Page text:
in Iona and Peter Opie, The Oxford Nursery Rhyme Book (1955)
I’m struggling with naming conventions at the moment – both the conventions of the late 18th / early 19th century when the characters in my book were alive, and the conventions I should use myself as a historian writing about them now.
The main character in my book is Walter Stevenson Davidson, whom I’ve discussed before (see tag). Walter was named after his mother’s brother, Walter (later Sir Walter) Farquhar, who was his godfather. Sir Walter’s wife Anne had the maiden name of Stevenson, so I’m assuming she was WSD’s godmother. I’ve come across this convention before, where godmothers’ godsons are given the woman’s surname as a middle name. So for instance Sir Walter’s daughter Eliza Farquhar was godmother to her cousin’s son, who was named George Farquhar Leslie.
Anne was a widow when she married Walter Farquhar in 1771, with 2 children, John and Elizabeth Harvie. John died young, but Elizabeth grew up and married Simon Halliday in 1787. As Elizabeth Halliday she features regularly in family correspondence and her husband went into partnership with one of Sir Walter’s sons. They were clearly well integrated into the Farquhar network.
So here’s the puzzle: Anne Farquhar went on to have 7 more children with her second husband, 3 boys and 4 girls, and the youngest girl, born in 1783, was named Eliza. I know that families used to recycle particular names, often reusing the baptismal name of a dead baby to ensure that a name survived if it had particular significance. And every genealogist knows, to their frustration, that a small set of first names are repeated endlessly within the family circle. But surely have 2 living daughters named Elizabeth and Eliza would be a touch confusing? Continue reading
Posted in australian history, biography, european history, historiography, Walter Stevenson Davidson, women's history
Tagged Anne Stevenson, Eliza Farquhar, Elizabeth Fry, family history, Jane Austen, naming conventions, Walter Farquhar, Walter Stevenson Davidson
The Queensland Art Gallery has a new exhibition, Quilts 1700-1945, which runs from 15 June to 22 September 2013. Most of the quilts come from the Victoria and Albert Museum, with a few from the Imperial War Museum, and the exhibition is billed as ‘200 years of British quiltmaking’, but there is also one important Australian quilt, the Rajah Quilt from the National Gallery of Australia.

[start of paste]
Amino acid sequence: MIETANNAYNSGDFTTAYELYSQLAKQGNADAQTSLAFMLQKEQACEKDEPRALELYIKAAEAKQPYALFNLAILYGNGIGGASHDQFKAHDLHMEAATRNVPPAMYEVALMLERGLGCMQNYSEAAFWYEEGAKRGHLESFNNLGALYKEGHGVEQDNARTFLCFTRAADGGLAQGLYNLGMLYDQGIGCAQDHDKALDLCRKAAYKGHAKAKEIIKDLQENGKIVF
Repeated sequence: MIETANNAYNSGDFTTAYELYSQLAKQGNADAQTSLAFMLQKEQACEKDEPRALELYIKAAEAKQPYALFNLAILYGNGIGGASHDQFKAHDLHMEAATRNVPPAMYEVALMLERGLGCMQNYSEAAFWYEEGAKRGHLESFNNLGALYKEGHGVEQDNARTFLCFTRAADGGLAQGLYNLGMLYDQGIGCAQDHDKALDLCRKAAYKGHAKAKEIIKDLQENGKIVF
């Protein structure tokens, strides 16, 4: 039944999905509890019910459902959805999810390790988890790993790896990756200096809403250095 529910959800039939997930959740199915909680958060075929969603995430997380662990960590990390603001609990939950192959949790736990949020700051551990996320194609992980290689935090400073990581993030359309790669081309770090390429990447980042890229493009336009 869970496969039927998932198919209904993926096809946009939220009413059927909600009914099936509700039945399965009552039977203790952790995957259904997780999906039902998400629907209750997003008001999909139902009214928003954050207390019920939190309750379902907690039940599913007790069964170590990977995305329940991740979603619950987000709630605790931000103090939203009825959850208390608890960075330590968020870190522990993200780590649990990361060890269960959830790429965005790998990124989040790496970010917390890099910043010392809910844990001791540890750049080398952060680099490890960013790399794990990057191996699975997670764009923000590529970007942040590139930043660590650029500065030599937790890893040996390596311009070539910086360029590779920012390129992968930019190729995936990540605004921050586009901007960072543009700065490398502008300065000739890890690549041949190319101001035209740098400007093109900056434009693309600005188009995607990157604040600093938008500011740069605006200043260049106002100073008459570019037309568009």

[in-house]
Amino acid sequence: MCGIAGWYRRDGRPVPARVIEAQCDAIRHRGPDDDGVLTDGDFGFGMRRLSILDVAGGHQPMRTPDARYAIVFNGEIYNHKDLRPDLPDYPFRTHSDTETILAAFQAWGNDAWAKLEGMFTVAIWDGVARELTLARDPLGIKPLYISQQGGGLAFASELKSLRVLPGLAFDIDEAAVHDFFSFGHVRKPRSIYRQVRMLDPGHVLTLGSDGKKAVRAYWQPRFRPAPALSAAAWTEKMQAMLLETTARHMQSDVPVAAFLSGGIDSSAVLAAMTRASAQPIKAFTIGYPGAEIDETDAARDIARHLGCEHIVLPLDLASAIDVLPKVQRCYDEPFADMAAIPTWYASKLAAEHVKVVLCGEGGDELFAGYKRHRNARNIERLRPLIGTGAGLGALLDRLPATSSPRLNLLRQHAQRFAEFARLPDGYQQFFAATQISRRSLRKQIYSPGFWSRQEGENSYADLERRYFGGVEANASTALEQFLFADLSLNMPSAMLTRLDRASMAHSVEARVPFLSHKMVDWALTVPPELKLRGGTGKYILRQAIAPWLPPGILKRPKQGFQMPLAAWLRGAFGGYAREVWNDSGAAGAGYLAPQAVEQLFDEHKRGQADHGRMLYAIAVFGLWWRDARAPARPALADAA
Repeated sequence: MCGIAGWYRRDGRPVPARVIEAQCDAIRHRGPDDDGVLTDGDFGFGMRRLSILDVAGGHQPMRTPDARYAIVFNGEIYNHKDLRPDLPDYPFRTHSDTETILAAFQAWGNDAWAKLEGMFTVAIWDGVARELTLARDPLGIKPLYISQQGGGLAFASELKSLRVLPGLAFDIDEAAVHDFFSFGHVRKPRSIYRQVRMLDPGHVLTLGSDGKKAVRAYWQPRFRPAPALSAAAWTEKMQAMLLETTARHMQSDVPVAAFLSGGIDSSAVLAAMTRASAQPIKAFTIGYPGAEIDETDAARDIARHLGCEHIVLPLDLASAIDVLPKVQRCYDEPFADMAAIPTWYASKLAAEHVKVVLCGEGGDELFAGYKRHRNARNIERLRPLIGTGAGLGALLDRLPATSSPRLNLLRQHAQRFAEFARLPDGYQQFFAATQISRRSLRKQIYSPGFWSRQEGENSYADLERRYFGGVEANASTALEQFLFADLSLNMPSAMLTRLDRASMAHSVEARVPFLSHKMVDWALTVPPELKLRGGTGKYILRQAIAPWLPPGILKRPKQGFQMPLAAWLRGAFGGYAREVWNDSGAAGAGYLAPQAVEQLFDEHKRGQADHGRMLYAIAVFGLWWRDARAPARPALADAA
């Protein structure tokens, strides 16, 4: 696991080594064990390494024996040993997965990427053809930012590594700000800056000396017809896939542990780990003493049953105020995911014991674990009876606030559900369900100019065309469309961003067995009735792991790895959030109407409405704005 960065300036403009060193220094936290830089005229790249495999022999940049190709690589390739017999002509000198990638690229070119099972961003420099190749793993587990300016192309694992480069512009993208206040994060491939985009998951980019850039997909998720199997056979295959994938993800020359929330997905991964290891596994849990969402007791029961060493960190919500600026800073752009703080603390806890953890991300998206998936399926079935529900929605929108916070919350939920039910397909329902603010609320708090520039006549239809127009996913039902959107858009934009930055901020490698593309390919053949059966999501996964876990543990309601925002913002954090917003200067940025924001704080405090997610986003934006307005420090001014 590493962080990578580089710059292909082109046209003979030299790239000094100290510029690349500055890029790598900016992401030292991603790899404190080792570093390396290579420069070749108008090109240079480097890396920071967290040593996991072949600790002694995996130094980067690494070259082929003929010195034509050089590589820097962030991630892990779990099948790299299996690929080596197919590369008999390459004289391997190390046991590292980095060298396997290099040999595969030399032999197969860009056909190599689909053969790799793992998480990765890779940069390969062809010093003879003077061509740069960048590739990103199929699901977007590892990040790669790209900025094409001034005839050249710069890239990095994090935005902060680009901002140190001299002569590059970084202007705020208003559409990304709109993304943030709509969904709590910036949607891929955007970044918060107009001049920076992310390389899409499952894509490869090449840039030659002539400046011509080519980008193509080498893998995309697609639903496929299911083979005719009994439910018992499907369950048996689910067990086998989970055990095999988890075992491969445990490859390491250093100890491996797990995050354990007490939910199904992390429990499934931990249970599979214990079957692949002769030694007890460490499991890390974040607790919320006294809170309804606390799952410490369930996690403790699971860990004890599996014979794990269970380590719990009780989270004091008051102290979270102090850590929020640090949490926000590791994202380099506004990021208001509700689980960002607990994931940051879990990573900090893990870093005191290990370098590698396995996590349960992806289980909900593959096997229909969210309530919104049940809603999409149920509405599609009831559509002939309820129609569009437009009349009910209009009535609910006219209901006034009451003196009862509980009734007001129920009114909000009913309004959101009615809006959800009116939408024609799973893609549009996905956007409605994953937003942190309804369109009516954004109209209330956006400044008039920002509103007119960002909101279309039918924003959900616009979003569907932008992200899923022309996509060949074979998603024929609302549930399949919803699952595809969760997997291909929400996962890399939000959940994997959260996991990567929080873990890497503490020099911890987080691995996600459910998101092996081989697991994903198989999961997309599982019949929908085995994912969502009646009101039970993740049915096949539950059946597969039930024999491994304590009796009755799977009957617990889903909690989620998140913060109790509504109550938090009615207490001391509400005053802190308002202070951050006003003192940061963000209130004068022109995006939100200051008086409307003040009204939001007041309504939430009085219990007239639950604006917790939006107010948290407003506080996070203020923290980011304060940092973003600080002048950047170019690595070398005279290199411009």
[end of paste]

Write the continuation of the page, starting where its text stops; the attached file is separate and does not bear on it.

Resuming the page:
The quilts show a mixture of decorative patchwork, embroidery, and collage. The earliest quilt dates from the 1690s; the last from the Second World War. I’d recommend the exhibition to anyone interested in textile history or women’s work or domestic decoration – though I confess that I’m always at a bit of a loss when it comes to deciding just where to draw the boundary between Art and Craft. For me, these pieces, lovely as they are, definitely fall on the ‘Craft’ side of that line.
My overwhelming feeling, coming out after a couple of hours, was sheer relief that I have never had to spend my time doing all that work! By hand! By candlelight! Yet I know people who love quilting, will happily spend time hand sewing patches, and take delight in the finished product. I’m afraid I’m just not one of those people.
For me, the pleasure of the show lay rather in the stories that lie behind many of these quilts. Continue reading
Posted in australian history, biography, european history, women's history
Tagged Alison Alexander, Craft, Elizabeth Fry, Imperial War Museum, Jane Franklin, patchwork, Queensland Art Gallery, quilts, Rajah Quilt, textile history, Victoria and Albert Museum